Chief of Staff of the French Army

From Wikipedia, the free encyclopedia
Jump to: navigation, search

The Chief of Staff of the French Army (French: Chef d'État-Major de l'Armée de Terre, CEMAT) is a direct subordinate of the Chief of the Defence Staff of the Armed Forces (Chef d'État-Major des Armées,C.E.M.A) and the professional head of the French Army. The current Chief of Staff of the French Army has been General Jean-Pierre Bosser since 1 September 2014. The CEMAT title has been in use since 1962; prior to that the position for the general in charge of France's land forces was referred to as Chef d'État-Major de l'Armée.[1] The modern form of a general staff for the French Army emerged in the late 18th and early 19th centuries, with Louis Alexandre Berthier being Chief-of-Staff for the Grand État-Major Général (Army General Headquarters) of Napoleon's Grand Armée.

French Army Chiefs of Staff[edit]

Chef d'État-Major de l'Armée[edit]

1874–1914

First World War

In times of war, the army chief of staff took charge of general headquarters (GQG: Grand Quartier Général). During the First World War, the leader of the French armies was variously referred to as supreme general (generalissimo) or commander-in-chief. In the closing years of the war, the establishment of the Supreme War Council in 1917 led to overall command being held by French general Ferdinand Foch, and by mid-1918 French army chief Pétain was subordinate to Foch. Although the war essentially ended with the armistice in November 1918, the war-time organisation persisted until 1920.

1918–1939 During the interwar period, command of the French Army was divided between the Vice President of the Superior War Council and the Chief of the Army Staff. Marshal Philippe Pétain was Vice President from 1920 to 1931, when he was replaced by General Weygand. After Weygand retired in 1935 he was succeeded by Maurice Gamelin who held the two positions simultaneously.

Second World War On the outbreak of war the Chief of the Army Staff again became commander-in-chief.

1945–1962

  • Paul Henri Romuald Ely (1954)[9]

Chef d'État-Major de l'Armée de Terre[edit]

  • Louis Le Puloch (18 July 1962 – 2 April 1965)[10]
  • Emile Cantarel (3 April 1965 – 31 March 1971)[11]
  • Alain de Boissieu (May 1971 – February 1975)[12]
  • Jean Lagarde (1975 – 4 September 1980)[13]
  • Jean Delaunay (4 September 1980 – 10 March 1983)[14]
  • René Imbot (10 March 1983 – 1985)[14]
  • Maurice Schmitt (1985–1987)[15]
  • Gilbert Forray (1987–1991)[16]
  • Amédée-Marc Monchal (1991–1996)[17]
  • Philippe Mercier (1996–1999)
  • Yves Crene (1999–2002)[18]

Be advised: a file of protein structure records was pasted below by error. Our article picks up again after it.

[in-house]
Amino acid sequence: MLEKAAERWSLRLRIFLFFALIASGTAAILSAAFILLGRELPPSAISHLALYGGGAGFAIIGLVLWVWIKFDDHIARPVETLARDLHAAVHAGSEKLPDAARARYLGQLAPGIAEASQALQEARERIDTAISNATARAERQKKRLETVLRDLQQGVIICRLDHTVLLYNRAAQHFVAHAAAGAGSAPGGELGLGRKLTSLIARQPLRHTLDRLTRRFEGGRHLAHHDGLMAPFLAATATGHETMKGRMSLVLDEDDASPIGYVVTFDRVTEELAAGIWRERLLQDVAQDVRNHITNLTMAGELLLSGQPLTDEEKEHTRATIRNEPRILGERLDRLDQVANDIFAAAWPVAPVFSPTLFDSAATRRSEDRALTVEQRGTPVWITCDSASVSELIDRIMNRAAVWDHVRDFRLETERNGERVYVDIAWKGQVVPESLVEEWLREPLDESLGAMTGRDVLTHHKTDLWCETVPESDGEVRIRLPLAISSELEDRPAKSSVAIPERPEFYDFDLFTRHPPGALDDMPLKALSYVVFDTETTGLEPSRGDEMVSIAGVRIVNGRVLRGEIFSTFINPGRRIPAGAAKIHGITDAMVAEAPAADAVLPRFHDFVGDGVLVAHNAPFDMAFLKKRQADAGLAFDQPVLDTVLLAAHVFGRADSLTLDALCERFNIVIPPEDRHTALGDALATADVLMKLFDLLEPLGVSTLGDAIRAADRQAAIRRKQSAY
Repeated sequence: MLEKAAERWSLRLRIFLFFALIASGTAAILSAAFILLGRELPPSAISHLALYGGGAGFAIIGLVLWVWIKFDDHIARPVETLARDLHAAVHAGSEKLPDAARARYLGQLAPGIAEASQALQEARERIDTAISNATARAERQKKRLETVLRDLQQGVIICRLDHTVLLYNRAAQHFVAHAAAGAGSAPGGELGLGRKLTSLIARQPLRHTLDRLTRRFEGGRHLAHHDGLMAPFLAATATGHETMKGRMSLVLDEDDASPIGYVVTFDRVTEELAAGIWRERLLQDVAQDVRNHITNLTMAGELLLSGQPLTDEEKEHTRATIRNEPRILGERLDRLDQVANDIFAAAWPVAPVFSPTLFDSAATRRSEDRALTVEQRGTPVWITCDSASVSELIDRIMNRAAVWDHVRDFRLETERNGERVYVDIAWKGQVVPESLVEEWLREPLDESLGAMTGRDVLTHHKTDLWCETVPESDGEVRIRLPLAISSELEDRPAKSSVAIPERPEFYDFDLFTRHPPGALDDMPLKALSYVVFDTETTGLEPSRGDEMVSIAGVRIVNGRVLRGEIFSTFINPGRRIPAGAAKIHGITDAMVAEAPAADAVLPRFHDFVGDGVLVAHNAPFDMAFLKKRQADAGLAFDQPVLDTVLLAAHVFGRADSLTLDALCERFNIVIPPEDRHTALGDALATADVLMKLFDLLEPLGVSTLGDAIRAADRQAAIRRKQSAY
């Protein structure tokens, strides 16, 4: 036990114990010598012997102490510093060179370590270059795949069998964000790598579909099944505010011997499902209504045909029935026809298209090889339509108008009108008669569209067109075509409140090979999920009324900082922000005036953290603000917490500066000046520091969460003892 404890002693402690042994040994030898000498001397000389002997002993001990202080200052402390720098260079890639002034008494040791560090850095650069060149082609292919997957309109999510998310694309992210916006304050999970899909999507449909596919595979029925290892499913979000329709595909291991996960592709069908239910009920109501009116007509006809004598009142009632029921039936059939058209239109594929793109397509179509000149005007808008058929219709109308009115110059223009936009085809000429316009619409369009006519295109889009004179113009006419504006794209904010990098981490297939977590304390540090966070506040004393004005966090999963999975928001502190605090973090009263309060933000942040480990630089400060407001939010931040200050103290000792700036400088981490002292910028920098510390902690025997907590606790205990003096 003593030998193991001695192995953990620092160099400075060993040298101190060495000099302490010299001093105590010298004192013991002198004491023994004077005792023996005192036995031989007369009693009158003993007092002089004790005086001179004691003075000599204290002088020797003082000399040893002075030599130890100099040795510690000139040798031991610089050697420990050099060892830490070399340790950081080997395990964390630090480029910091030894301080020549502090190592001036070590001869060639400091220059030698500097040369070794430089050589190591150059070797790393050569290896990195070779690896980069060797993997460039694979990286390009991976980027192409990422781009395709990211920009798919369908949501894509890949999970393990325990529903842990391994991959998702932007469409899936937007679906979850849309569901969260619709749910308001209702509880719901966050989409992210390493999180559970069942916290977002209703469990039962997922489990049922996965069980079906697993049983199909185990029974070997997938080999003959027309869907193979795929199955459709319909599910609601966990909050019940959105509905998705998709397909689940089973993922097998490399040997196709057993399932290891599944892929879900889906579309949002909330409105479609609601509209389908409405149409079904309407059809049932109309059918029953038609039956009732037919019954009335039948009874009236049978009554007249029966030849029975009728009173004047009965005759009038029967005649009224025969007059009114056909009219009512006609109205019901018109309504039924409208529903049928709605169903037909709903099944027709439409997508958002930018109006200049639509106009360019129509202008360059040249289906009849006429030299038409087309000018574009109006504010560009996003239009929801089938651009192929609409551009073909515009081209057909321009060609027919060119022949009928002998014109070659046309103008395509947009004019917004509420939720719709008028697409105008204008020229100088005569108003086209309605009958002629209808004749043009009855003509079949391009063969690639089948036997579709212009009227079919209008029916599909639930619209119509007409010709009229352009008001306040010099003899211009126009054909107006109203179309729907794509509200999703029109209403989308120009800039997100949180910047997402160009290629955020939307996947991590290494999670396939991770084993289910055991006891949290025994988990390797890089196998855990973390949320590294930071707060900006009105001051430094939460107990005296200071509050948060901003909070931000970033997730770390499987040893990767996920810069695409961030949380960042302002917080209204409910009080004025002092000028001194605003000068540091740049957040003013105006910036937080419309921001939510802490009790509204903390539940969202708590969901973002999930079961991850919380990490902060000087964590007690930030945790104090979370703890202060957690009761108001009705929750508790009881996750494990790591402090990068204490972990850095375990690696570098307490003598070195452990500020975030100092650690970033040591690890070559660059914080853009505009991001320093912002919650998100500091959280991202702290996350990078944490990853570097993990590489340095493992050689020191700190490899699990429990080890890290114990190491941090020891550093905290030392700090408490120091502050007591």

• Bernard Thorette (2 September 2002 – 15 July 2006)[19]
  • Bruno Cuche (16 July 2006 – 1 July 2008)[20]
  • Elrick Irastorza (2 July 2008 – 31 August 2011)[21]
  • Bertrand Ract-Madoux (1 September 2011 – 31 August 2014)
  • Jean-Pierre Bosser (1 September 2014 – present)

See also[edit]

References[edit]

  1. ^ Zeller, André (1974). Dialogues avec un général. Presses de la Cité. p. 14. 
  2. ^ a b c d e f g "L'armée française (1871–1914): Les chef de l'Etat major général". Military photos.com. Retrieved 17 January 2013. 
  3. ^ Tucker, Spencer; Mary Roberts, Priscilla (2005). World War I: encyclopedia, Volume 1. ABC-CLIO. pp. 616–617. Retrieved 19 July 2011. 
  4. ^ a b c Ellis, John; Cox, Michael (2001). The World War I Databook. Aurum Press. ISBN 1-85410-766-6. 
  5. ^ "French Members of Arms Parley Are Now on Scene". The Atlanta Constitution. 8 November 1921. Retrieved 9 July 2011. 
  6. ^ "MACARTHUR RECEIVES HIGH FRENCH HONOR; Chief of Staff of Our Army Is Made Grand Officer of the Legion of Honor". The New York Times. 17 September 1931. Retrieved 9 July 2011. 
  7. ^ Paul W. Ward (5 July 1944). "De Gaulle Visit To Cover 5 Days". The Sun. Retrieved 10 July 2011. 
  8. ^ M. Johnston, Andrew (2005). Hegemony and culture in the origins of NATO nuclear first-use, 1945–1955. Macmillan Publishers. p. 73. Retrieved 19 July 2011. 
  9. ^ Bruce Frankum, Ronald (2007). Operation Passage to Freedom: the United States Navy in Vietnam, 1954–1955. Texas Tech University Press. p. 7. Retrieved 19 July 2011. 
  10. ^ A. Beer, Francis (1969). Integration and disintegration in NATO: processes of alliance cohesion and prospects for Atlantic community. Mershon Center for Education in National Security, Ohio State University Press. p. 91. Retrieved 19 July 2011. 
  11. ^ "Parliamentary approval of Defence Programme". Keesing's Record of World Events. Keesing's Worldwide, LLC. 11: 20921. August 1965. Retrieved 11 July 2011. 
  12. ^ Institute for the Study of Conflict (1974). Annual of power and conflict. p. 14. Retrieved 10 July 2011. 
  13. ^ "French General Chief of Staff". Daytona Beach Morning Journal. 4 September 1980. Retrieved 10 July 2011. 
  14. ^ a b John Vinocur (10 March 1983). "French general ousted for disputing cutback". The New York Times. Retrieved 10 July 2011. 
  15. ^ "France and Vietnam: Turning a page in history". Orlando Sentinel. 11 February 1993. Retrieved 10 July 2011. 
  16. ^ Wetterqvist, Fredrik (1990). French security and defence policy: current developments and future prospects. DIANE Publishing. p. 45. Retrieved 10 July 2011. 
  17. ^ "French officials collect compatriots". Beacon Journal. 24 April 1995. Retrieved 10 July 2011. 
  18. ^ Neil Baumgardner (20 March 2000). "Britain, France, Germany, Italy respond to Army vehicle request". Defense Daily. Retrieved 10 July 2011. 
  19. ^ "French army chief of staff visits Morocco for exchange of expertise". BBC News. 5 March 2004. Retrieved 10 July 2011. 
  20. ^ Katrin Bennhold (1 July 2008). "French Army chief resigns over shooting accident". The New York Times. Retrieved 9 July 2011. 
  21. ^ Rocco DeFilippis (4 December 2009). "Commandant of the Marine Corps awarded French Legion of Honour by French Army Chief of Staff". United States Marine Corps. Retrieved 10 July 2011.